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Texas justice

Think of the Texas approach to crime, and you likely think: tough, even harsh measures. It’s an image as old as Judge Roy Bean, the “Hanging Judge” of lore if not of fact. And it was reinforced much more recently by the remarks of Gov. Rick Perry on the death penalty during a presidential debate last year.

But while it’s true that Texas leads the nation in the number of executions, there’s another, surprising fact: Texas has been a pioneer in finding alternatives to prison — as a way to control costs and to prevent convicts from returning.

How did an unlikely alliance between left and right lead to a revolution in how criminals are treated in one of the nation’s reddest states? Need to Know’s Maria Hinojasa explains.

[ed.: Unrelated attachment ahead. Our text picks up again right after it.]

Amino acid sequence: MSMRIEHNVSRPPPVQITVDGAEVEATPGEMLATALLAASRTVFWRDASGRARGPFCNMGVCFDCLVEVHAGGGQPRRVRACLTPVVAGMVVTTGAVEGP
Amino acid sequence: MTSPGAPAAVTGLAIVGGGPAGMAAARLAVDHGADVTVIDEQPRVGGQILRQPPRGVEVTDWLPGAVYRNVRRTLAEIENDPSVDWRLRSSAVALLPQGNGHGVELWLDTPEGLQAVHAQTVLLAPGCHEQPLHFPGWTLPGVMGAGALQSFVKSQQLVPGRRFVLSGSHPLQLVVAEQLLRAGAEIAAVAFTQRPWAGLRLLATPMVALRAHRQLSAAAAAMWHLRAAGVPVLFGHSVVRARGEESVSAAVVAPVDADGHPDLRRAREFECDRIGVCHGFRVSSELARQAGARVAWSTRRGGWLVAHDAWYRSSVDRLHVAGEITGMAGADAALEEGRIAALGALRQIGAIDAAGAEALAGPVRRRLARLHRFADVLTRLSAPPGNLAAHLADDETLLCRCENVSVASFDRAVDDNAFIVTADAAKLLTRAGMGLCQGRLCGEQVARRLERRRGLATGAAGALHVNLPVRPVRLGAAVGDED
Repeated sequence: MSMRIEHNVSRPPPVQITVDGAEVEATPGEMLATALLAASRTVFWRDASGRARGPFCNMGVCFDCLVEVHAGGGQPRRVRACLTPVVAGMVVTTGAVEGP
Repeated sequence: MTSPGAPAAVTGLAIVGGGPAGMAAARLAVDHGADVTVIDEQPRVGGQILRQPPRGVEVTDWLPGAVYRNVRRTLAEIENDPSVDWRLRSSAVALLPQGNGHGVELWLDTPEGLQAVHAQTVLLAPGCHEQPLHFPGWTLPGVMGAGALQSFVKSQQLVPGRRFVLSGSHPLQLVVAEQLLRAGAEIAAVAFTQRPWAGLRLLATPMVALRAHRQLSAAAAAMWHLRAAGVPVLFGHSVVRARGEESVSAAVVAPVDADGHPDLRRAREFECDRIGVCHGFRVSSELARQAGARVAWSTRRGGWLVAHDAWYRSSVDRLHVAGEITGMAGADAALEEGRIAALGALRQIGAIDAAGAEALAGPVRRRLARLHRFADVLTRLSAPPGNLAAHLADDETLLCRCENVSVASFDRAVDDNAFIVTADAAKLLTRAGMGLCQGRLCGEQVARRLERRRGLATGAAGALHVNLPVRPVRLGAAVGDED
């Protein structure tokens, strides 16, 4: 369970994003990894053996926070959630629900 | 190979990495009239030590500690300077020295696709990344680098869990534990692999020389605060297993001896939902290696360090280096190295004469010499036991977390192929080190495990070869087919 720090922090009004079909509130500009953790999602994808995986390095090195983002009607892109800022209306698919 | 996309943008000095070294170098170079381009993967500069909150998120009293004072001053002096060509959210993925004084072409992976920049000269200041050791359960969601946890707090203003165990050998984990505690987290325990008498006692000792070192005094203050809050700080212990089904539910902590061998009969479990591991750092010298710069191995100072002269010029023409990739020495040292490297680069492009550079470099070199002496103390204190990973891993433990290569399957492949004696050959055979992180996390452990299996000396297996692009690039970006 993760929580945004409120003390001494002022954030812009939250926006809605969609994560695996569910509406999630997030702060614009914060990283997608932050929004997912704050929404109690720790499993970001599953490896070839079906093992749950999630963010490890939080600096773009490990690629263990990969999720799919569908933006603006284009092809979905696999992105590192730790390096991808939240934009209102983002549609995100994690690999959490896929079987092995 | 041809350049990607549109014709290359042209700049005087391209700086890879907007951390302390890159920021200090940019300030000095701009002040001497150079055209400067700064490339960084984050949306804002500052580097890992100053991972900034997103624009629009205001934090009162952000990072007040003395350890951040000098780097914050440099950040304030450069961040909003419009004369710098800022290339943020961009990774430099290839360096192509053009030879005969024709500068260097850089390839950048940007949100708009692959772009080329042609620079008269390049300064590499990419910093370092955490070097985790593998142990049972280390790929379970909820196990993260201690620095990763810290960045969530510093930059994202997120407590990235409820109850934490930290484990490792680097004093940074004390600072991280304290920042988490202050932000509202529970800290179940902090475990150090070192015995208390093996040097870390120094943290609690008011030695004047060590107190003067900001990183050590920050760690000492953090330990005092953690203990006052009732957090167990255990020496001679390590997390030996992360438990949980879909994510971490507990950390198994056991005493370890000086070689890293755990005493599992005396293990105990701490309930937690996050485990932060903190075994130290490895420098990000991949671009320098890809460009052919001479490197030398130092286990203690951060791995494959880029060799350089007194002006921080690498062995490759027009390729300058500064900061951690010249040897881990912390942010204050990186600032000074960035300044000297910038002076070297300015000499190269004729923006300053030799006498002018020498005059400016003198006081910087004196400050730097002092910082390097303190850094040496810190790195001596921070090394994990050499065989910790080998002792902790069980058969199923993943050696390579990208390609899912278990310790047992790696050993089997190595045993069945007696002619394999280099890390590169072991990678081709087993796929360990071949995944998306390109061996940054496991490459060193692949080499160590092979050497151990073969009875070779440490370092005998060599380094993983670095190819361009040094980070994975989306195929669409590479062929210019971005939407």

• Joan Covici

    The re-entry Court is great.  And the results prove that rehabilitation can work for many people.  Thanks for that report.  But one fact that was not addressed in the statements about closing the old Central Unit is that those 1,000 beds, plus 1,000 more, have been added to several other already existing units.  This overcrowding has caused misery for the men living in dorms where day room space has been taken, the rec. yards are so crowded that men can only stand around, gyms are no longer available for rec, chow must be eaten in lees than 10 minutes, and “staging” (holding crowds of men in small spaces for up to two and three hours) is common.

  • Paulcmurray

    Yes, I feel non violent possession only drug offenders should not be put in jail. The drug war against marjuana is no more winnable than Prohibition!

    With regard to crime in general, a huge effort should be made to reduce inner city high school drop out rates to create productive tax paying citizens instead of criminals.

  • Kevin Lord

    See, there’s lefties here in Texas, too. We’re just outnumbered. (~);-}